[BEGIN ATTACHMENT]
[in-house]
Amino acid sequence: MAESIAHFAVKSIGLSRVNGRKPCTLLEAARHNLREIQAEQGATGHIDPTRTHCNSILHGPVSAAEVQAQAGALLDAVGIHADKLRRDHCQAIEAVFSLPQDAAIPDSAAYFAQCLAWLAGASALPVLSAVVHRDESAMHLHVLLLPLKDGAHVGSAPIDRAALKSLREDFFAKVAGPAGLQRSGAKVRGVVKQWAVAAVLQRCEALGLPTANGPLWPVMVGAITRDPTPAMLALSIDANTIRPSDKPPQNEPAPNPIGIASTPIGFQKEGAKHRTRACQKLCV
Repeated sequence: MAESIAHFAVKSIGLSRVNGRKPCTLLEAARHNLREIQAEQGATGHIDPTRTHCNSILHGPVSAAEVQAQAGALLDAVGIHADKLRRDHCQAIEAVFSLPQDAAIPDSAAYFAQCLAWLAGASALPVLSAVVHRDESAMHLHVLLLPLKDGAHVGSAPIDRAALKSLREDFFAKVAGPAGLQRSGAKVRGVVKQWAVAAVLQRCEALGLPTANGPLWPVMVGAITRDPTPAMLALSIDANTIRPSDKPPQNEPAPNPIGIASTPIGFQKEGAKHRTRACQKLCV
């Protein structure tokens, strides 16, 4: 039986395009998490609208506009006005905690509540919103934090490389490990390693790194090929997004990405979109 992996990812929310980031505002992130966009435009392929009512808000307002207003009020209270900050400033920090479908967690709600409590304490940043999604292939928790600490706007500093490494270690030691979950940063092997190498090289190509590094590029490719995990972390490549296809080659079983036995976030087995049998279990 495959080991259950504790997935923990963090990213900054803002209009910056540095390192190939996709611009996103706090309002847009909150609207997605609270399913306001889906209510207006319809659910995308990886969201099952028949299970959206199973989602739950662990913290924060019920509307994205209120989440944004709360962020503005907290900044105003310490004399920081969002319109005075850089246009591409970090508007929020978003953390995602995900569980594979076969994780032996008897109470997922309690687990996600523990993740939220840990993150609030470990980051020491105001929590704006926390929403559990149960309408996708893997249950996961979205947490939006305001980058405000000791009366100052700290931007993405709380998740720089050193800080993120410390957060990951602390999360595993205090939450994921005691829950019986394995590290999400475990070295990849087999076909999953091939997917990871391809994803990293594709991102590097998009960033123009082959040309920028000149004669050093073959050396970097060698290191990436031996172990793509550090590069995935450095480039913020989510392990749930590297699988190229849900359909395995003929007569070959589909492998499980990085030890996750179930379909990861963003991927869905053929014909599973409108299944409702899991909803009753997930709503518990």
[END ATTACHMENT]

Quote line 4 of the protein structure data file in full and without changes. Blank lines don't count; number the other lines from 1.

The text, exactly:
């Protein structure tokens, strides 16, 4: 039986395009998490609208506009006005905690509540919103934090490389490990390693790194090929997004990405979109 992996990812929310980031505002992130966009435009392929009512808000307002207003009020209270900050400033920090479908967690709600409590304490940043999604292939928790600490706007500093490494270690030691979950940063092997190498090289190509590094590029490719995990972390490549296809080659079983036995976030087995049998279990 495959080991259950504790997935923990963090990213900054803002209009910056540095390192190939996709611009996103706090309002847009909150609207997605609270399913306001889906209510207006319809659910995308990886969201099952028949299970959206199973989602739950662990913290924060019920509307994205209120989440944004709360962020503005907290900044105003310490004399920081969002319109005075850089246009591409970090508007929020978003953390995602995900569980594979076969994780032996008897109470997922309690687990996600523990993740939220840990993150609030470990980051020491105001929590704006926390929403559990149960309408996708893997249950996961979205947490939006305001980058405000000791009366100052700290931007993405709380998740720089050193800080993120410390957060990951602390999360595993205090939450994921005691829950019986394995590290999400475990070295990849087999076909999953091939997917990871391809994803990293594709991102590097998009960033123009082959040309920028000149004669050093073959050396970097060698290191990436031996172990793509550090590069995935450095480039913020989510392990749930590297699988190229849900359909395995003929007569070959589909492998499980990085030890996750179930379909990861963003991927869905053929014909599973409108299944409702899991909803009753997930709503518990």